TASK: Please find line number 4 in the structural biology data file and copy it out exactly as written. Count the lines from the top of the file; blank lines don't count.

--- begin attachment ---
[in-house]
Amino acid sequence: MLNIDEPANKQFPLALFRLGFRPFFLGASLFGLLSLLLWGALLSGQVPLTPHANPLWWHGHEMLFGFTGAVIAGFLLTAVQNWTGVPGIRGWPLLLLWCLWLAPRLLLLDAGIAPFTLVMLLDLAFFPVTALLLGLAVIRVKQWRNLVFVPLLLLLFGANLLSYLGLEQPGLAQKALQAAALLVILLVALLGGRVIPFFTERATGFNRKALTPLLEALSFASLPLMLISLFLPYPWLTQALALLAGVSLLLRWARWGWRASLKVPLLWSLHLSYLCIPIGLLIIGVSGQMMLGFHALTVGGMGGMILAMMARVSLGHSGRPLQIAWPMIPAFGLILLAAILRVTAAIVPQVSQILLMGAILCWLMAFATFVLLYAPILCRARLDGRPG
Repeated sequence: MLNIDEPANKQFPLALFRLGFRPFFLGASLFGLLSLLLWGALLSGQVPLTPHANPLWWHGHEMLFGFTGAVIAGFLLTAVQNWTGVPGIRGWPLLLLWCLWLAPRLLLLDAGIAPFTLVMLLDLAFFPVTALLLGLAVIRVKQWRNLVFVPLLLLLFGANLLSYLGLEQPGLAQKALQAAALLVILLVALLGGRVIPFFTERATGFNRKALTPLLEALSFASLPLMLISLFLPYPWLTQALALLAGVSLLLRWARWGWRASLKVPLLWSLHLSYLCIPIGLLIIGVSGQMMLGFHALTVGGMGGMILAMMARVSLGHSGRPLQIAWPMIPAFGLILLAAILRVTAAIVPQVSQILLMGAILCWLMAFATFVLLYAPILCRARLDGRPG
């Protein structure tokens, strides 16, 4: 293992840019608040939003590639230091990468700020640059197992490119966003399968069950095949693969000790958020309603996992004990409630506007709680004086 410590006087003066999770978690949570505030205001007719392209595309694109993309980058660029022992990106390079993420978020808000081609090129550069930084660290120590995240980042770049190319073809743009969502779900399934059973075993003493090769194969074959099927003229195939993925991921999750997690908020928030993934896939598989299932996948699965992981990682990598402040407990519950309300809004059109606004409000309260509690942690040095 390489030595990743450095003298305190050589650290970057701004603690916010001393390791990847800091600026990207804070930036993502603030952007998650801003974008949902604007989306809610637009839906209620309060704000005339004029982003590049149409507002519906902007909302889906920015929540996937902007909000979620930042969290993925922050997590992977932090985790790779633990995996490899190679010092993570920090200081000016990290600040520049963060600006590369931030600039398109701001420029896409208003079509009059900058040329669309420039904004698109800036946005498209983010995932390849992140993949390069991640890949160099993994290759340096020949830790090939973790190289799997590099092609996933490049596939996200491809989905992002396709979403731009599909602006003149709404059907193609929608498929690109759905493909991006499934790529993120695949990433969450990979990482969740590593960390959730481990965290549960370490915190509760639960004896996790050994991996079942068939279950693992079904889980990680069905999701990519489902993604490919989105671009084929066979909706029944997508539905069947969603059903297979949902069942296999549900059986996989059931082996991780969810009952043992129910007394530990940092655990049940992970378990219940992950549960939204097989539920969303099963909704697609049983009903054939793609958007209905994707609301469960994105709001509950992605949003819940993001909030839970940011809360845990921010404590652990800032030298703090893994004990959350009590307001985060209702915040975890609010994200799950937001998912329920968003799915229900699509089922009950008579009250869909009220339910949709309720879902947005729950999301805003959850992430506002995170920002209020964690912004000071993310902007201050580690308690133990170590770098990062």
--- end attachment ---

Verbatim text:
């Protein structure tokens, strides 16, 4: 293992840019608040939003590639230091990468700020640059197992490119966003399968069950095949693969000790958020309603996992004990409630506007709680004086 410590006087003066999770978690949570505030205001007719392209595309694109993309980058660029022992990106390079993420978020808000081609090129550069930084660290120590995240980042770049190319073809743009969502779900399934059973075993003493090769194969074959099927003229195939993925991921999750997690908020928030993934896939598989299932996948699965992981990682990598402040407990519950309300809004059109606004409000309260509690942690040095 390489030595990743450095003298305190050589650290970057701004603690916010001393390791990847800091600026990207804070930036993502603030952007998650801003974008949902604007989306809610637009839906209620309060704000005339004029982003590049149409507002519906902007909302889906920015929540996937902007909000979620930042969290993925922050997590992977932090985790790779633990995996490899190679010092993570920090200081000016990290600040520049963060600006590369931030600039398109701001420029896409208003079509009059900058040329669309420039904004698109800036946005498209983010995932390849992140993949390069991640890949160099993994290759340096020949830790090939973790190289799997590099092609996933490049596939996200491809989905992002396709979403731009599909602006003149709404059907193609929608498929690109759905493909991006499934790529993120695949990433969450990979990482969740590593960390959730481990965290549960370490915190509760639960004896996790050994991996079942068939279950693992079904889980990680069905999701990519489902993604490919989105671009084929066979909706029944997508539905069947969603059903297979949902069942296999549900059986996989059931082996991780969810009952043992129910007394530990940092655990049940992970378990219940992950549960939204097989539920969303099963909704697609049983009903054939793609958007209905994707609301469960994105709001509950992605949003819940993001909030839970940011809360845990921010404590652990800032030298703090893994004990959350009590307001985060209702915040975890609010994200799950937001998912329920968003799915229900699509089922009950008579009250869909009220339910949709309720879902947005729950999301805003959850992430506002995170920002209020964690912004000071993310902007201050580690308690133990170590770098990062």